Basic concepts about Docker

dockerThis article aims to describe some basic ideas about how Docker works. The information was taken from Docker Docs.

Why containerization?

What are the reasons for using Docker?

  • Flexible: Even the most complex applications can be containerized.
  • Lightweight: Containers leverage and share the host kernel.
  • Interchangeable: You can deploy updates and upgrades on-the-fly.
  • Portable: You can build locally, deploy to the cloud, and run anywhere.
  • Scalable: You can increase and automatically distribute container replicas.
  • Stackable: You can stack services vertically and on-the-fly.


Images and containers

A container is launched by running an image. An image is an executable package that includes everything needed to run an application - the code, a runtime, libraries, environment variables, and configuration files.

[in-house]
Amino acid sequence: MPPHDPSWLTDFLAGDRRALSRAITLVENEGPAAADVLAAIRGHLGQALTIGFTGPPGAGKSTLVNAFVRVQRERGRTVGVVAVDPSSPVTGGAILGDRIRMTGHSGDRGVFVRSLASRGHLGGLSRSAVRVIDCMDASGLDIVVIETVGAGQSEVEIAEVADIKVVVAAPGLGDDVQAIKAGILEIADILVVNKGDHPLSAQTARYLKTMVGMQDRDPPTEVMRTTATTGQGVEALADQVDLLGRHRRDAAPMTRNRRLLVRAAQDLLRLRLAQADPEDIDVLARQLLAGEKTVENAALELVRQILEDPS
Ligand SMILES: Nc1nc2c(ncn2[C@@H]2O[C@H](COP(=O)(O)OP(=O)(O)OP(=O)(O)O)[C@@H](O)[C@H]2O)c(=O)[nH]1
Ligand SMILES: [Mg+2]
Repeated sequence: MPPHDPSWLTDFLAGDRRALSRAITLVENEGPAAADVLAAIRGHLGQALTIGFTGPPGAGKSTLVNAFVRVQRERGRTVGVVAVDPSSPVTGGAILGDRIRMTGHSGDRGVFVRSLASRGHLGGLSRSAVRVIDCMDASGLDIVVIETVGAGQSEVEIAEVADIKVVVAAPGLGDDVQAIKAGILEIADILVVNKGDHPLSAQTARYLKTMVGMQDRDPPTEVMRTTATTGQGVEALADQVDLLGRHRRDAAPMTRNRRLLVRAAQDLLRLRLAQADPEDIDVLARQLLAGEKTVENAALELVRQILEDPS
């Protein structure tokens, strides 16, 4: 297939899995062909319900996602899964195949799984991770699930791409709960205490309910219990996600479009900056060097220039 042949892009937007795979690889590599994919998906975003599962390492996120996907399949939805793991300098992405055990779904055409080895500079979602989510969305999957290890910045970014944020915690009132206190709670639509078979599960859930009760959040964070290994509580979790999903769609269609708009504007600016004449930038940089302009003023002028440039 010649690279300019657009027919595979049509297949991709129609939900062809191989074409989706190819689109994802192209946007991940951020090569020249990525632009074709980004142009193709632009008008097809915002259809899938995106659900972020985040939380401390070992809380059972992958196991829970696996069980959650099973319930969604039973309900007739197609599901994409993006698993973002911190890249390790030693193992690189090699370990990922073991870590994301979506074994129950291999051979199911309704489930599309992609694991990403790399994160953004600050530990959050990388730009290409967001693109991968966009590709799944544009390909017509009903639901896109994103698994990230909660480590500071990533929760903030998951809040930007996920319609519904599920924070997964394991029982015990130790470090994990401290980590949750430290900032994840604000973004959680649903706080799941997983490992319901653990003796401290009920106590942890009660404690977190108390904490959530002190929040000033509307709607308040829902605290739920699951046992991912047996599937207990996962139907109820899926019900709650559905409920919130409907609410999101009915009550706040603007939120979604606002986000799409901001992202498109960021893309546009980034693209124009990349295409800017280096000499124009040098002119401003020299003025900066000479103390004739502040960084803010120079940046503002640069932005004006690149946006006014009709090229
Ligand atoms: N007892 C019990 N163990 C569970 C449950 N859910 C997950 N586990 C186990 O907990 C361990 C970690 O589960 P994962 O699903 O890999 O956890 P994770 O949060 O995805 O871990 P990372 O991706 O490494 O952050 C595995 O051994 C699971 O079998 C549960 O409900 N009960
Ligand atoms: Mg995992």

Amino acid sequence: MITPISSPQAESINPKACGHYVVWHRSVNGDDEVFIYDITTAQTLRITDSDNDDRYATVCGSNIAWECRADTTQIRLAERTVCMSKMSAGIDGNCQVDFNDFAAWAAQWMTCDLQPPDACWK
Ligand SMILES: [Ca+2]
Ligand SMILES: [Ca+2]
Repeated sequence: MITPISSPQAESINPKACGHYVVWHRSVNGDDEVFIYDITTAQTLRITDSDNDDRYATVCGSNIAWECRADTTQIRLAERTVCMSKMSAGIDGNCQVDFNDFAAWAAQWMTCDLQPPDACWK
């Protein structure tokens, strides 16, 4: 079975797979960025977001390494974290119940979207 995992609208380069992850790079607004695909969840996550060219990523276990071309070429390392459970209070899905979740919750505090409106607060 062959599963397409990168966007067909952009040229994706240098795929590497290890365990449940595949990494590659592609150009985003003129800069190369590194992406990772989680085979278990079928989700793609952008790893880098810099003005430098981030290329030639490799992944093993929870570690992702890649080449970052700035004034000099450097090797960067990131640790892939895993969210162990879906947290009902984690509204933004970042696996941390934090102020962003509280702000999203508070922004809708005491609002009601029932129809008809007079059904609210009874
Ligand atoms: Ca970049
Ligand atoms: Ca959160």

A container is a runtime instance of an image - what the image becomes in memory when executed (that is, an image with state, or a user process). Importantly images can be layered and are read only from the base up. Changes made inside a container are effectively copied over the read only version in the image. This process is called 'copy on write' and is what makes Docker so powerful.


Containers and virtual machines

A container runs natively on Linux and shares the kernel of the host machine with other containers. It runs a discrete process, taking no more memory than any other executable, making it lightweight.

By contrast, a virtual machine (VM) runs a full-blown “guest” operating system with virtual access to host resources through a hypervisor. In general, VMs provide an environment with more resources than most applications need.


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